Brent Strange wrote: I’m a little worried about how we test automation engineers will be able to pull off the automation of a Silverlight application. What are your thoughts? Is there a plan for a supporting automation library? Is there any information available regarding this?
Brian McMaster wrote: I understand your worry. Right now, it’s pretty much untestable from the traditional out-of-proc UI testing perspective. I’m a Test Architect at Microsoft, and I’m struggling with the same issue. We urged the Silverlight team to implement Accessibility for this release, but there just wasn’t time. I can assure you that Silverlight will support MSAA and/or Windows UI Automation on Windows, and Silverlight intends to support the Mac AXAPI on the Mac. Thus, any existing test tools that support driving UI through Accessibility will be fully enabled to automate Silverlight applications in a future release.
For now, you pretty much would need to do some in-proc testing of your application using the object model.
It looks like Microsoft intends to do the right thing, it’s just too early in the game. How could they not? Without the possibility of automation, Silverlight will never find a snug little home in a world class business Web application. Confining tests to only manual would cost way too much. I can’t imagine companies sacrificing cost for a pretty UI.
…Well, at least not the quality conscious companies.
While searching for a seemingly missing file tonight I ran across one of my old, favorite testing papers. Back in my Intel days (about 7 years ago) I wrote a Web tester’s training paper entitled “The Quality Assurance Web Tester’s Handbook”. I thought I’d spoil you with you with a funny little excerpt that still is a common phenomenon with a “rookie tester”. The section is entitled “Crying Wolf”:
One of the most common mistakes I’ve seen from new QA tester is what I call the “Cry Wolf Syndrome”. Medically I think, this syndrome is caused by an over-stimulation of adrenaline on the brain causing testers to take a new found bug and run screaming to the nearest manager without first verifying the bug exists on other PC’s. Although this is a severe and problematic condition it is curable with a little self-discipline. It can be exciting to find a huge “showstopping” bug, but if the bug is not verified on another machine or the details properly gathered you may be “Crying wolf” and wasting peoples’ time with something that doesn’t make any sense. Here is an example scenario, starring Joe the rookie QA Tester:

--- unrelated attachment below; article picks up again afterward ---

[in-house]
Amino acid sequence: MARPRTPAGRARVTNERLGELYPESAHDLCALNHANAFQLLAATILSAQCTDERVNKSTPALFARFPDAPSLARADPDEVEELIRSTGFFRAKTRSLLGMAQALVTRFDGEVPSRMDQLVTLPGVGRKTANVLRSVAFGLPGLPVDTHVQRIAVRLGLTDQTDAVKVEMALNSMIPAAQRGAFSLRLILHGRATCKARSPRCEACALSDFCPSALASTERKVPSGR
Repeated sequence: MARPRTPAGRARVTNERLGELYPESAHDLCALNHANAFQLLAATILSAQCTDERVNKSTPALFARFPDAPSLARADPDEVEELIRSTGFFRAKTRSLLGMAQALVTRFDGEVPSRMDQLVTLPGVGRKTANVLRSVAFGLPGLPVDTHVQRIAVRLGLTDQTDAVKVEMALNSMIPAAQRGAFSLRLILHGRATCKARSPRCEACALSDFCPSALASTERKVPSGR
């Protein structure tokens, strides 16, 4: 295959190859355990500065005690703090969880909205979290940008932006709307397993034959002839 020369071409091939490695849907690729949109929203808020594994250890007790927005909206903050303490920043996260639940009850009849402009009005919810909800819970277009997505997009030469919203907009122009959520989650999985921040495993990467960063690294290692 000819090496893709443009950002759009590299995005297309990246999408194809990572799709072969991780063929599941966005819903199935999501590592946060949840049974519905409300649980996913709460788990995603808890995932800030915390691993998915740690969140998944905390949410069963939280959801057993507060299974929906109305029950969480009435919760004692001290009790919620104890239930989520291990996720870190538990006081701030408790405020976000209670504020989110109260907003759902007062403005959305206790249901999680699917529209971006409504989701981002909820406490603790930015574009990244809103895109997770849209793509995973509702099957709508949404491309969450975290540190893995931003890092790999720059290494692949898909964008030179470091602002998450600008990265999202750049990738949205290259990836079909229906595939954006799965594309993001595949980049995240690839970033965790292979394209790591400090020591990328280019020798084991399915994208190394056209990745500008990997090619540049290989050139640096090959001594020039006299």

While QAing for Microsoft, Joe was one day casually surfing the beta Microsoft.com site for bugs when his browser caused a GPF and smoke began to billow from the back of his computer. Joe jumped up and exclaimed “Microsoft has succeeded in blowing up computers via the web! I’ve got to tell the QA manager”. Joe hastily tracked down the extremely busy manager and asked for a few minutes of his time. Joe’s manager (being extremely busy) took a moment to test the proposed bug on his personal computer. Upon entering the site and same area, they both cringed waiting for the GPF and smoke but nothing happened. Joe’s manager became angry and exclaimed “Thank you for wasting my time, did you verify this before you came to me”? Joe answered “No” in a shaky, meek voice. Needless to say Joe learned his lesson and still to this day triple checks his bugs and gathers all details before reporting or submitting the bug to anybody else.
The concept is real… BUT OH MY, how my knowledge, process, terminology, and writing skill has grown…. or rather, evolved with the industry? This paper is ahead of it’s time, dorky, inspirational, and funny. I’ll see what I else I can dig out and share with you. I won’t waste your time by posting this 22 page “The Quality Assurance Web Tester’s Handbook”.
A recent writing of mine (written in the car on the way to Arizona) made it’s way to StickyMinds.com and their What’s New Gram. If you missed it on this blog, then check out the article at StickyMinds. Here’s your teaser and link:
Article: Is QA Better at Writing Product Specifications? Brent Strange Is QA better at writing product specifications? Learn how a movement toward a more agile process that includes QA involvement with specification writing can increase product quality.
It’s a great time to be a Tester-Developer…I’ve been getting a ton of job offers that turn into requests for help to find Senior Tester-Developers. If you’re in the Portland area and are looking for a change, please shoot me an email and I’ll tell you what I know.